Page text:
Bunny chow is a South African street food, part of its ‘rainbow cuisine’, with influences from indigenous tribal cooking, Malaysian, British, Afrikaans/Dutch and Indian food. It is similar to the trenchers that medieval Britons used, prior to the generalised use of cutlery, which was a stale hollowed-out loaf, a carrier for the food. The advantage being that, once the sauce has softened the bread, you can supplement the dish by tearing off and eating some of the trencher.
Bunny chow originates from Durban, where there is a large Indian population, so is filled with a curry. I served mini bunny chows at my South African stone fruit supper club last week. One of the guests, Cooksister, a London-based South African food blogger (one of the longest running blogs), expressed surprise at the fact that the curry was vegetarian, but, in fact according to wikipedia, the original bunny chows were vegetarian. Today bunny chows are mutton, beef or beans. You’d think they’d have rabbit stew wouldn’t you?
A street food company is now selling Bunny Chow in the UK, and it may well take off. It’s a bit like a curry sandwich, very moreish and a great lunch option.
The piece of bread that remains from the hollowing out process is referred to as a ‘virgin’. It’s not done to nick someone else’s virgin. According to this site, most bunnies are made from the ends of a quarter loaf of bread, but ones that are made from the middle of the loaf, without a crust at the bottom, are called ‘funny bunnies’.
I used peaches to make the curry which may sound strange but fruit curries taste better than they sound, one of my favourite curries is Camilla Panjabi’s fruit and nut curry. There is an element of chutney about a fruit curry, which is no bad thing.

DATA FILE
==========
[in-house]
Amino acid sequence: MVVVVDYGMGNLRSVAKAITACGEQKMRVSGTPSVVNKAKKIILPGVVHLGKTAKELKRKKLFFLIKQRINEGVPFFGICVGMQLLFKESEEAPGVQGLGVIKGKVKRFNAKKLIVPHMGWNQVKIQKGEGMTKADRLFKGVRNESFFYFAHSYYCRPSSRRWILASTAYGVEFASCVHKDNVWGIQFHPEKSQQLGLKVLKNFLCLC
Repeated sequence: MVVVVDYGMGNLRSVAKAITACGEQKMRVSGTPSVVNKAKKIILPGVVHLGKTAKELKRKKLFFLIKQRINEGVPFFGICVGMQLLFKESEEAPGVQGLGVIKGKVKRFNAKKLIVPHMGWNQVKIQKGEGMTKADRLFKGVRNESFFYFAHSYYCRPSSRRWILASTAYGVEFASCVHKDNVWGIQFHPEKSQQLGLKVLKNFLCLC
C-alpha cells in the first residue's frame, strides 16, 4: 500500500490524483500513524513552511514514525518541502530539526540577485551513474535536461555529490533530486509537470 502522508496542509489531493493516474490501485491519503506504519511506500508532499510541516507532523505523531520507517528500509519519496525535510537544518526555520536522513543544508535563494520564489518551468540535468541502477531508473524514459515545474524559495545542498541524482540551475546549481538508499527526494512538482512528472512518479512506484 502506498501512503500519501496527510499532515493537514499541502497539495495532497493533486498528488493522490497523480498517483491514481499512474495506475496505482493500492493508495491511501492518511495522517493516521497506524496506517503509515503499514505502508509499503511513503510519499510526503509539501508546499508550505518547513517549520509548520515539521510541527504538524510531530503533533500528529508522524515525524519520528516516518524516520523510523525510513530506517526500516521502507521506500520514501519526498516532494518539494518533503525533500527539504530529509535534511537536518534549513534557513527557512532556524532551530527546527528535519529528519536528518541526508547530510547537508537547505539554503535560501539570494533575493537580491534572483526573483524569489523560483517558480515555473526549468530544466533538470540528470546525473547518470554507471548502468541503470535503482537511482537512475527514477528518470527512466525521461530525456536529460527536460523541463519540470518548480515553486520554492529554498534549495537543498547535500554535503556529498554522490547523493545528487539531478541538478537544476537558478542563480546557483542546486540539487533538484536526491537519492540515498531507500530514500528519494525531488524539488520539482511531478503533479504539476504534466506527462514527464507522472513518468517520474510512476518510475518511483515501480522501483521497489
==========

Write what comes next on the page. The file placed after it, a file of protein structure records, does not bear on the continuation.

Here is the recipe for Peach Curry Bunny Chow
4 rolls, centre pulled out, top cut off
5 peaches, skinned, not too ripe
Coconut oil, ghee or vegetable oil, for frying
1 tbsp of mustard seeds
1 cinnamon stick
1 bay leaf
5 cardamoms, green,
2 cloves, ground
1 tsp ground cumin
1 tsp coriander seeds
1 large brown onion, diced
3 cloves garlic, minced
1 thumb of ginger, minced
1 red chilli, finely sliced
1/2 bar (100g) of creamed coconut
1 tbsp of turmeric
10 small red potatoes, skin on, quartered.
3 tomatoes, quartered, sliced
1/2 red pepper, sliced
50g green or yellow sultanas
Handful of fresh coriander leaves
1 lime, cut into quarters
Go to the shop and buy the ingredients including the rolls. You can use fairly crappy Greggs style rolls for this.
Come home, have cup of tea, put radio on. Persuade self that you have an exciting life and that you’d rather make this and that the lack of sex, drugs or rock n roll is just fine.
Prep the peaches by blanching them: cut a cross on the top and plunge into boiling water for a minute. Take off skins and take out stone. Prep the rest of the veg.
Get a medium saucepan and melt the coconut oil in it on a medium heat. First sling in the mustard seeds, hear them pop. Add the rest of the spices: cinnamon stick, bay leaf, cardamom, clove, cumin, cordiander seeds. The secret to a good curry is a mix of whole and ground spices. Here you are tempering them, i.e. frying them a bit before you put the rest of the ingredients in. Only fry slightly, you don’t want everything to taste bitter.
Put in the onions, garlic, ginger, chilli, creamed coconut, turmeric.
Add the small red potatoes, cook for ten minutes. Add the tomatoes and red pepper. Add the peaches. Add the sultanas. Add salt.
Taste. Maybe add more salt.
Gut your rolls. Scoop the curry inside, scatter fresh coriander and squeeze lime over. Put the cap back on. Eat while looking outside the window at the rain and think of Africa.